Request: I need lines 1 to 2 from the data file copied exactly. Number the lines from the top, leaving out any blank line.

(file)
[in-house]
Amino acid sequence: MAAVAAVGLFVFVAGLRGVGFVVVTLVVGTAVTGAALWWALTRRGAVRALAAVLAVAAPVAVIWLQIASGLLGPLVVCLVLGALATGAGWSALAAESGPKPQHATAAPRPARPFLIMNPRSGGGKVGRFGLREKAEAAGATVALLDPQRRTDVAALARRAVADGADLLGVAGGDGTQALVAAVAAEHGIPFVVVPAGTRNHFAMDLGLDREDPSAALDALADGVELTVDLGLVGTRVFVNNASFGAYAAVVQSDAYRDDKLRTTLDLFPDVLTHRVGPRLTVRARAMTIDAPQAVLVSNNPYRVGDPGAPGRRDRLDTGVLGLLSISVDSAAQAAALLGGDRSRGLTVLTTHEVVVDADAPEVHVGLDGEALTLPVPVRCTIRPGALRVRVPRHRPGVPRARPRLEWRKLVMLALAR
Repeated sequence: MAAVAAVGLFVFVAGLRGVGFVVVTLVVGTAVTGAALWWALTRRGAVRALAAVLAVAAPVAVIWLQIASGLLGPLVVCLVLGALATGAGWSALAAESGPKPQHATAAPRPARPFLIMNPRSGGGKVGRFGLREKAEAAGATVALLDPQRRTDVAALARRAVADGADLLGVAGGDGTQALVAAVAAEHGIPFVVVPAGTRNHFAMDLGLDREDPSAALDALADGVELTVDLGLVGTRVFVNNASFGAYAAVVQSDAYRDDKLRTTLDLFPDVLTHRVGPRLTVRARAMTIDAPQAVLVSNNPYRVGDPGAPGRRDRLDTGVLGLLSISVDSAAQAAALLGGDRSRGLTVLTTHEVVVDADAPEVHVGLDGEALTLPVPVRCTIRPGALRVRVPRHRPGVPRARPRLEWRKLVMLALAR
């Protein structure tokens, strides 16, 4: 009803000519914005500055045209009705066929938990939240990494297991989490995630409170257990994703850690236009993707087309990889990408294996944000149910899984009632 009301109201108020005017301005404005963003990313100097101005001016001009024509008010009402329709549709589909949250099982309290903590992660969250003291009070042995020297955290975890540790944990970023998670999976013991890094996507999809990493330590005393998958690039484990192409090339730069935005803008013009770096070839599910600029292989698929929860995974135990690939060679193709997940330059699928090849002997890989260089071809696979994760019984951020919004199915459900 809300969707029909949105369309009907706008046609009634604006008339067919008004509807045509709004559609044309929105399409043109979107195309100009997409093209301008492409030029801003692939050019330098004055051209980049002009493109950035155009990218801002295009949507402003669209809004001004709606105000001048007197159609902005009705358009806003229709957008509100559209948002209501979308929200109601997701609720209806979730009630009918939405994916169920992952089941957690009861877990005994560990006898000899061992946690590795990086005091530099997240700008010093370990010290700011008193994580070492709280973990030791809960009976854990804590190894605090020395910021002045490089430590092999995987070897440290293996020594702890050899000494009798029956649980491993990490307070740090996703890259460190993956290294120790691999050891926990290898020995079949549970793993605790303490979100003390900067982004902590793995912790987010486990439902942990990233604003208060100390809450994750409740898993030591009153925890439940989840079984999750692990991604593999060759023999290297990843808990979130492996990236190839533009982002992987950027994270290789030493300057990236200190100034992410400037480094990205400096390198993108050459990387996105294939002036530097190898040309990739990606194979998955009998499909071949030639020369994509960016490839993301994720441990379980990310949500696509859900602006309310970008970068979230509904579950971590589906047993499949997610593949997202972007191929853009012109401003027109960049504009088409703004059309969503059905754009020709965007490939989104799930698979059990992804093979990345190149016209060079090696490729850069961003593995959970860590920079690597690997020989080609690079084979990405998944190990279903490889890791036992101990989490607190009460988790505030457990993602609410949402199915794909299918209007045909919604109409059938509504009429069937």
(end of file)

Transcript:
[in-house]
Amino acid sequence: MAAVAAVGLFVFVAGLRGVGFVVVTLVVGTAVTGAALWWALTRRGAVRALAAVLAVAAPVAVIWLQIASGLLGPLVVCLVLGALATGAGWSALAAESGPKPQHATAAPRPARPFLIMNPRSGGGKVGRFGLREKAEAAGATVALLDPQRRTDVAALARRAVADGADLLGVAGGDGTQALVAAVAAEHGIPFVVVPAGTRNHFAMDLGLDREDPSAALDALADGVELTVDLGLVGTRVFVNNASFGAYAAVVQSDAYRDDKLRTTLDLFPDVLTHRVGPRLTVRARAMTIDAPQAVLVSNNPYRVGDPGAPGRRDRLDTGVLGLLSISVDSAAQAAALLGGDRSRGLTVLTTHEVVVDADAPEVHVGLDGEALTLPVPVRCTIRPGALRVRVPRHRPGVPRARPRLEWRKLVMLALAR